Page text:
The Arena Football League has filed for Chapter 7 bankruptcy and ceased all operations, AFL commissioner Randall Boe said in a statement Wednesday.
“We’re all disappointed that we couldn’t find a way to move forward, and we wanted to thank our fans, our players, coaches, everyone who loved Arena League Football,” Boe wrote.
“We simply weren’t able to raise the capital necessary to grow the league, resolve the substantial legacy liabilities and make it financially viable,” he added.
The Arena Football League has issued the following statement. pic.twitter.com/sFTtdAWRQV
— Arena Football League (@OfficialAFL) November 27, 2019
The league had suspended operations in October. In his statement, Boe added that refunds are being processed and thanked fans, teams, partners and sponsors for their support.
The AFL was founded in 1987, making it the third longest-running professional football league in North America after the Canadian Football League and National Football League.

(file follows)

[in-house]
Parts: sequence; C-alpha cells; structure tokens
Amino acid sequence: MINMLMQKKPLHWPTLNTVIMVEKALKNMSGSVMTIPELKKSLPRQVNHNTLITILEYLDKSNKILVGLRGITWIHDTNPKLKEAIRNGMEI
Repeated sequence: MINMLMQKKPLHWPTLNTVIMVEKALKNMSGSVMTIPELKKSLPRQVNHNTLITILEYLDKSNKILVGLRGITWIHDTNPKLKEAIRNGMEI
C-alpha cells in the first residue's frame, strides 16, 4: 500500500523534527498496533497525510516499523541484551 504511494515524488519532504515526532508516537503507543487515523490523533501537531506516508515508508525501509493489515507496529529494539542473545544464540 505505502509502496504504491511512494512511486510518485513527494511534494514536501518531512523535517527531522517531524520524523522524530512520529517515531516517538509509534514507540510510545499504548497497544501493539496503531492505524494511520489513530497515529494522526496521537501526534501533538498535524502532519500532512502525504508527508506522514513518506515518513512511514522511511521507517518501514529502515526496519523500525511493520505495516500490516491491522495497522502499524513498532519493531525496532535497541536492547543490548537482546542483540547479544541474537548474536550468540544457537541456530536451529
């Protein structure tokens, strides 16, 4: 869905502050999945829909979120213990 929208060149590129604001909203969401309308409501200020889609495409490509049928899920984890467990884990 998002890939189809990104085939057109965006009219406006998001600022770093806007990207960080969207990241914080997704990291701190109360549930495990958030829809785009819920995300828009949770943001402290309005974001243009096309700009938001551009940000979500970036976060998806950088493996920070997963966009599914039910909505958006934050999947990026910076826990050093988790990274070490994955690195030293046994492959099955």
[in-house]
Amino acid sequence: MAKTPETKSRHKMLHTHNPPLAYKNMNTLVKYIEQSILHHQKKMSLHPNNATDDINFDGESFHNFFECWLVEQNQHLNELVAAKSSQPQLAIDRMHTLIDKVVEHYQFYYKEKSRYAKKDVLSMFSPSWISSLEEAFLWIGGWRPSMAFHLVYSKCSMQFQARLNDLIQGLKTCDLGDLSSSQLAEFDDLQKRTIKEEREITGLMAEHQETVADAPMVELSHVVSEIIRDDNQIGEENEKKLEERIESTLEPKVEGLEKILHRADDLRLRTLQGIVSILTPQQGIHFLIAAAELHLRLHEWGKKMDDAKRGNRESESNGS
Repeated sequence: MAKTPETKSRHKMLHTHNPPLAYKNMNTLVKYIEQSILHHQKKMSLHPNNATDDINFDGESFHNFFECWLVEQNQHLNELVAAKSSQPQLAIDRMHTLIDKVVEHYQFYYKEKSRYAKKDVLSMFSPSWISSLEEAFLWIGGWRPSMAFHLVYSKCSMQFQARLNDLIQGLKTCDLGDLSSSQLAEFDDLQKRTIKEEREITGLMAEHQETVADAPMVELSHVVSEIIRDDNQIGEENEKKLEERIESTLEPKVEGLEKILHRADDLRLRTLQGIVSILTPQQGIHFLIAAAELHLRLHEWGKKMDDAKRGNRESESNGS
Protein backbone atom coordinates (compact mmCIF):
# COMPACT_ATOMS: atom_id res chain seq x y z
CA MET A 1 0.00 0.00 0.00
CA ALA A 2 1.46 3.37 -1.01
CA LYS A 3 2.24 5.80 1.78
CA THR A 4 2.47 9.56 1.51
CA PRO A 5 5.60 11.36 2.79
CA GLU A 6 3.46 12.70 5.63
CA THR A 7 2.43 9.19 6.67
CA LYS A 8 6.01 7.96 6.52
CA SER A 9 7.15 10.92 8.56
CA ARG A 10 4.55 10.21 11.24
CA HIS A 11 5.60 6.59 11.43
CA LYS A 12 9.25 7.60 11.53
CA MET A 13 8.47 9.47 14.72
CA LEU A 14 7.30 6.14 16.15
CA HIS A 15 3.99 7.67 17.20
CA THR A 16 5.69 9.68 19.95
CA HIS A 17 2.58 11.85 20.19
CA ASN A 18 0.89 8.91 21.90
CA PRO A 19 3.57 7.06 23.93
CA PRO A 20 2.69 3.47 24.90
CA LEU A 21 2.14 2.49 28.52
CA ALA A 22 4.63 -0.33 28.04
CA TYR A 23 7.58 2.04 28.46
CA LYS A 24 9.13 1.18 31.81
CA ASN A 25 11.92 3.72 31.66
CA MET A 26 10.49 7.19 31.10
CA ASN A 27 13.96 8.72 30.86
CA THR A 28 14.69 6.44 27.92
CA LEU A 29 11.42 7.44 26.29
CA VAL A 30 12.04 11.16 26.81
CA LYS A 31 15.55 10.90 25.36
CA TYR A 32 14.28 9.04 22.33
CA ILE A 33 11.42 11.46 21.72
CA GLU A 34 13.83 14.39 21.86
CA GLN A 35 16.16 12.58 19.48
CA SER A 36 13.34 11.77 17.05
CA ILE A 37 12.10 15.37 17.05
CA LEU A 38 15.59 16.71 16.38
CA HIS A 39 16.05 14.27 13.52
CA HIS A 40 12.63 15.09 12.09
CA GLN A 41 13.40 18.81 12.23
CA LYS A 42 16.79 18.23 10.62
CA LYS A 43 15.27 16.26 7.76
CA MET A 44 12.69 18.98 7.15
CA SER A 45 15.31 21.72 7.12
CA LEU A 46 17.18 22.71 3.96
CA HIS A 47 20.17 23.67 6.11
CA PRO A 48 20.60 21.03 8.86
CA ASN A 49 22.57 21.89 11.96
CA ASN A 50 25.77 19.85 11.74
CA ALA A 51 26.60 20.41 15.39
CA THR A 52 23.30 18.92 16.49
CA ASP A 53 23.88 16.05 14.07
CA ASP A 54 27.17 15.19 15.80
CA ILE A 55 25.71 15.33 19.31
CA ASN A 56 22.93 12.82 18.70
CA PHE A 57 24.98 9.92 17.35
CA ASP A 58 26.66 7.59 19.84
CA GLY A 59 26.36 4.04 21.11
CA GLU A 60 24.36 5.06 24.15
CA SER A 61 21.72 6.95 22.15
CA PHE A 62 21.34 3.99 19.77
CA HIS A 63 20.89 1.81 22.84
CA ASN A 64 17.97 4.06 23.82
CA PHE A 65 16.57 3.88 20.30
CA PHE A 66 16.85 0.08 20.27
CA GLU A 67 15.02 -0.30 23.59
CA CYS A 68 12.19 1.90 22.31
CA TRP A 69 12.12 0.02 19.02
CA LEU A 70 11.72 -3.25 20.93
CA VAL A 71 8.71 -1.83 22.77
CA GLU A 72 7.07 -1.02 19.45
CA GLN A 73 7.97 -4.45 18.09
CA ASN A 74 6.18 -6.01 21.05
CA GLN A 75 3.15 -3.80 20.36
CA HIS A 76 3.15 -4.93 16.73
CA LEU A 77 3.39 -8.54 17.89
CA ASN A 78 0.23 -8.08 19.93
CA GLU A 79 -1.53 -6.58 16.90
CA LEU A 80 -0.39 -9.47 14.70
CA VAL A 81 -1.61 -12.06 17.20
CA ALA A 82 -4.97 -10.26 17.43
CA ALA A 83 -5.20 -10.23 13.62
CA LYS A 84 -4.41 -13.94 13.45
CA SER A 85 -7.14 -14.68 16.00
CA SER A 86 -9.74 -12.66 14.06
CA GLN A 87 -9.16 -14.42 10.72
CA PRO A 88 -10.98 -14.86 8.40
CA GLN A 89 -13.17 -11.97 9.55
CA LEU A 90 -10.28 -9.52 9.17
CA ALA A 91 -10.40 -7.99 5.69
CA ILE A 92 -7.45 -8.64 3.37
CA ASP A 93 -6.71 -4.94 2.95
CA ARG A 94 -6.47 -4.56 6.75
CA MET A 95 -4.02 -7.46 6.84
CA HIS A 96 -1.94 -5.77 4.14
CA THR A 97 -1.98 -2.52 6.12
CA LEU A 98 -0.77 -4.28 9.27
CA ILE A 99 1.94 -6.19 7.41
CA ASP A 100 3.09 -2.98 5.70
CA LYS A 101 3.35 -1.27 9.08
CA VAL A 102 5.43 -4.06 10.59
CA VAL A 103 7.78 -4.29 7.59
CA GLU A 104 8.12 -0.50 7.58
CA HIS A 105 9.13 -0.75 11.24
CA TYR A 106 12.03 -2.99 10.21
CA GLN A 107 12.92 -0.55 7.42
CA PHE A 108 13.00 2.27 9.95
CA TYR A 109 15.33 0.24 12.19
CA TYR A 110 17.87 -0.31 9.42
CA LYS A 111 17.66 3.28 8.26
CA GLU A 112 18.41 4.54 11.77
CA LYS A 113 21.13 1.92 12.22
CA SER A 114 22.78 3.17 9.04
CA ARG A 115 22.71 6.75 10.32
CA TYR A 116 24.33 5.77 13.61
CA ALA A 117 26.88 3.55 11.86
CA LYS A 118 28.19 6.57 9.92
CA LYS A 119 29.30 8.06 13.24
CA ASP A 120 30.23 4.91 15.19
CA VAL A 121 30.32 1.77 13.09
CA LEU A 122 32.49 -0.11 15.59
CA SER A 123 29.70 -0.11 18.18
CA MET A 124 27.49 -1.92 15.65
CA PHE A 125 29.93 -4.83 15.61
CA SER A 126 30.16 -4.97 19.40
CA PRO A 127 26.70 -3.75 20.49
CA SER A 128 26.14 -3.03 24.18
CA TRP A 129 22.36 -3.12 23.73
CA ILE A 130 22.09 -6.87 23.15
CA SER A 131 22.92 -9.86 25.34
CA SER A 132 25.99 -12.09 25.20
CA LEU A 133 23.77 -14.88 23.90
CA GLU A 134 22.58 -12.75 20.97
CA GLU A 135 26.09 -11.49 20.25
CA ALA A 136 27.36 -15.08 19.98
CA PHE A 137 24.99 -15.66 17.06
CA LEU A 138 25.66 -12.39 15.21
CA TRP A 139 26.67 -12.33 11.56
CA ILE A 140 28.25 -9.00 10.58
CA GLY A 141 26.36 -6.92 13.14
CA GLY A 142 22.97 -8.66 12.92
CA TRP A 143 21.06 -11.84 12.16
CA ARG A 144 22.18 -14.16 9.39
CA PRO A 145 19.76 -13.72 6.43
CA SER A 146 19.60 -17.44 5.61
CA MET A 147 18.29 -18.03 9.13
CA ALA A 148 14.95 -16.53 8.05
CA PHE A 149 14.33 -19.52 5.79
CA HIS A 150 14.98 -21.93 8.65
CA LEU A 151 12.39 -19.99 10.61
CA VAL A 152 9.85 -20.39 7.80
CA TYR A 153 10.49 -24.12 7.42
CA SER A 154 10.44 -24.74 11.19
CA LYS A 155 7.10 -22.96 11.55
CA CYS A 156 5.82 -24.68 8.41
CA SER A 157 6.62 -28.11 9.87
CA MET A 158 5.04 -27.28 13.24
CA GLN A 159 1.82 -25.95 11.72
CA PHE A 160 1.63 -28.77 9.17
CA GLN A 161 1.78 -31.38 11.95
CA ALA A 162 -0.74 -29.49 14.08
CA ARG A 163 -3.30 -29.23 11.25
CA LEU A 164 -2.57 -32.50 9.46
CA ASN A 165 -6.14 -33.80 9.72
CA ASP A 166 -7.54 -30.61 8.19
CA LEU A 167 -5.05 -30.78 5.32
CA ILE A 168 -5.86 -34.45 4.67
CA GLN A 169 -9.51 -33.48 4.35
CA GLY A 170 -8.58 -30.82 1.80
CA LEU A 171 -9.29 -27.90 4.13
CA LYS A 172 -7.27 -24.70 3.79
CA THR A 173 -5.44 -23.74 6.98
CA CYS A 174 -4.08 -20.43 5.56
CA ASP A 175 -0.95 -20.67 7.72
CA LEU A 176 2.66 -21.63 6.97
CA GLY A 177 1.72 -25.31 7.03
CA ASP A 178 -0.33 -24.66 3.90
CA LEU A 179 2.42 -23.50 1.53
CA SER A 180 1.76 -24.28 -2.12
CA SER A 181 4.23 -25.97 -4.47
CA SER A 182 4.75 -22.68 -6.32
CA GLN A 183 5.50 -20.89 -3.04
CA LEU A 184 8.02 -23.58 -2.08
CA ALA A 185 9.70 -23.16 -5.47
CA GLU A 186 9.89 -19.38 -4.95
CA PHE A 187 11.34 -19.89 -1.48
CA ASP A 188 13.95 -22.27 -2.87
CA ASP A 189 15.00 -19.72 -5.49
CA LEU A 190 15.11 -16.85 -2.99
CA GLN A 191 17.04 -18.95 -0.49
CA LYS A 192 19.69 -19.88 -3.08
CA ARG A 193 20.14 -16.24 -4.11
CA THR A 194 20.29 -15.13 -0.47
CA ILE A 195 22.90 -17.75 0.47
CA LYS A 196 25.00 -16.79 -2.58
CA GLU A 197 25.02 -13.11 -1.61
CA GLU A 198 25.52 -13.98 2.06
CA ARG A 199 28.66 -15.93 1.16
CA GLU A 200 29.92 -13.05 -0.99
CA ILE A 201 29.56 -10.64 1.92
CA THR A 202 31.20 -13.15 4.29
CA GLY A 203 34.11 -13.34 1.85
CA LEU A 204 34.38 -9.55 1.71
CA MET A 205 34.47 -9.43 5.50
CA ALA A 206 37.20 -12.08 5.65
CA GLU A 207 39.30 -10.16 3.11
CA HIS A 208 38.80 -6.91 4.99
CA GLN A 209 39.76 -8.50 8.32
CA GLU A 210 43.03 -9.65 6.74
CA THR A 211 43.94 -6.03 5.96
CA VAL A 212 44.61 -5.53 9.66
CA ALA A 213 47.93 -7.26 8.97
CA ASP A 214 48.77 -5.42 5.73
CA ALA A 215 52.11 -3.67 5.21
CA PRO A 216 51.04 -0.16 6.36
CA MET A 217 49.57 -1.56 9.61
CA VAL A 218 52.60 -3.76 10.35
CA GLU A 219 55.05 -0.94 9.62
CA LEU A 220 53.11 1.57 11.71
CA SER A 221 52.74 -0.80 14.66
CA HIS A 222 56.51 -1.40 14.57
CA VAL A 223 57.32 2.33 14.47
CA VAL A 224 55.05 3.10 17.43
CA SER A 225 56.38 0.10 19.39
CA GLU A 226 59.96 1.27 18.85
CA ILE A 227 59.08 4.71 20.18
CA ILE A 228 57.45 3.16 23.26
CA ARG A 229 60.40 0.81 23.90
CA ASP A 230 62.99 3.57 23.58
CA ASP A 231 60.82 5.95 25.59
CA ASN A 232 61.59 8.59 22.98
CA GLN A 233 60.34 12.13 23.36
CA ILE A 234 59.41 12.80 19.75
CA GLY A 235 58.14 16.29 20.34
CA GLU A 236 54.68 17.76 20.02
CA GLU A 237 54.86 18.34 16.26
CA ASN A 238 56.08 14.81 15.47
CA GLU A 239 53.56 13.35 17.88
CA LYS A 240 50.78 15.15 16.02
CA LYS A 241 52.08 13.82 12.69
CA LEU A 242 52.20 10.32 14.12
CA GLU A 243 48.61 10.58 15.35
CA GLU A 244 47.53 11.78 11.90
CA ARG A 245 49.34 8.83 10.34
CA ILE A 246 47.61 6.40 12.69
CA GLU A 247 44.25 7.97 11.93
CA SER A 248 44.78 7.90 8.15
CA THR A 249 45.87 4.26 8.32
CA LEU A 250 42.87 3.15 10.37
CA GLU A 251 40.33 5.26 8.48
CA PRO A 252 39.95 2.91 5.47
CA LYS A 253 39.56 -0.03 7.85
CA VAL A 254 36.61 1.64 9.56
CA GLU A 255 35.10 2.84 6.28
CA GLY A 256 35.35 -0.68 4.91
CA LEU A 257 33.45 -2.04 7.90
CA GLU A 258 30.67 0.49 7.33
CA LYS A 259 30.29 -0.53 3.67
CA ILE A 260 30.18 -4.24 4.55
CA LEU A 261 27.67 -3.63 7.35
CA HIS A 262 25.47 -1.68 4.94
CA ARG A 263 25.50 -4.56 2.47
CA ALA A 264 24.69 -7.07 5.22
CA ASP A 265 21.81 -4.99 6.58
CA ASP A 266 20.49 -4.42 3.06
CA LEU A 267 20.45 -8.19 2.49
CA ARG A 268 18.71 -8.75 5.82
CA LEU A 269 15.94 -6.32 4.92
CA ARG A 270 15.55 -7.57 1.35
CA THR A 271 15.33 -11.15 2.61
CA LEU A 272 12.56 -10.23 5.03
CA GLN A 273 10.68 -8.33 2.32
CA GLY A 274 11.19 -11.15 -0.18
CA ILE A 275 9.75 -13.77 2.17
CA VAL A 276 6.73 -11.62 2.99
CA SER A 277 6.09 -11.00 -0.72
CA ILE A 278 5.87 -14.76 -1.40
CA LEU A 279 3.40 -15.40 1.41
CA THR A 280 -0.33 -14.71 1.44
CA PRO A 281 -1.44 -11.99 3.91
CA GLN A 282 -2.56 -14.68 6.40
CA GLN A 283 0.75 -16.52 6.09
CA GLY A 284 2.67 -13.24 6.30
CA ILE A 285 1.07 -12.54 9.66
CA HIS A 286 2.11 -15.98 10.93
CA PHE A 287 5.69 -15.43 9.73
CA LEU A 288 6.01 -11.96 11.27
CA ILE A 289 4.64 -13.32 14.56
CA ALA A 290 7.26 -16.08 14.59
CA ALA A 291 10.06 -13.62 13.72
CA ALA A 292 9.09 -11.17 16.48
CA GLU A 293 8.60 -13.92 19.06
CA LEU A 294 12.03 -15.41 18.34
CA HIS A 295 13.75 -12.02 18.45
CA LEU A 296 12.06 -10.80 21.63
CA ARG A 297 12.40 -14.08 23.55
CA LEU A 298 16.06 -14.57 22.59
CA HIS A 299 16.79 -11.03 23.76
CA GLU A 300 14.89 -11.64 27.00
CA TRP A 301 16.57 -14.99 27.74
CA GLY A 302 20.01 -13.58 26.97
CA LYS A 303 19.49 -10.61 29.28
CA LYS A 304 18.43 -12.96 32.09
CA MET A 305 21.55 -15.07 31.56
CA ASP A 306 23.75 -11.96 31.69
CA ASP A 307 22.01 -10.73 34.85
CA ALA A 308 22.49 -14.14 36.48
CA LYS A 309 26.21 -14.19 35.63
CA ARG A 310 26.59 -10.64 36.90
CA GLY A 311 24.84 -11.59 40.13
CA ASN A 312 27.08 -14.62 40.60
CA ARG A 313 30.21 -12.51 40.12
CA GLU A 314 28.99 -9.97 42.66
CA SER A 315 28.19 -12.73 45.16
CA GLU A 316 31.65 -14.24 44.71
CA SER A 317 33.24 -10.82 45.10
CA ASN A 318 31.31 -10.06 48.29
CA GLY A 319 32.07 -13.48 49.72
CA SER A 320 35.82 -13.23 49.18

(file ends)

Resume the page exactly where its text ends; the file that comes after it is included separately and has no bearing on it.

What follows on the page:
With a significantly smaller field than its NFL counterpart, AFL games were faster-paced and higher-scoring.
The AFL gained popularity in the early aughts; at its height, 19 teams competed in 2001 and 2004. In 2003, the AFL worked out a deal with NBC to televise league games, but two league and network severed ties in 2006 failing to reach a deal.
The AFL moved around to different networks, eventually ending up at ESPN2 in 2019 as its popularity declined.
Only six franchises remained by the time of the 2019 bankruptcy: The Columbus Destroyers, the Philadelphia Soul, the Baltimore Brigade, the Washington Valor, the Albany Empire and the Atlantic City Blackjacks.
The announcement comes before one of the biggest football days of the year, with three NFL games (Bears vs. Lions, Bills vs. Cowboys, Saints vs. Falcons) slated for Thanksgiving Day.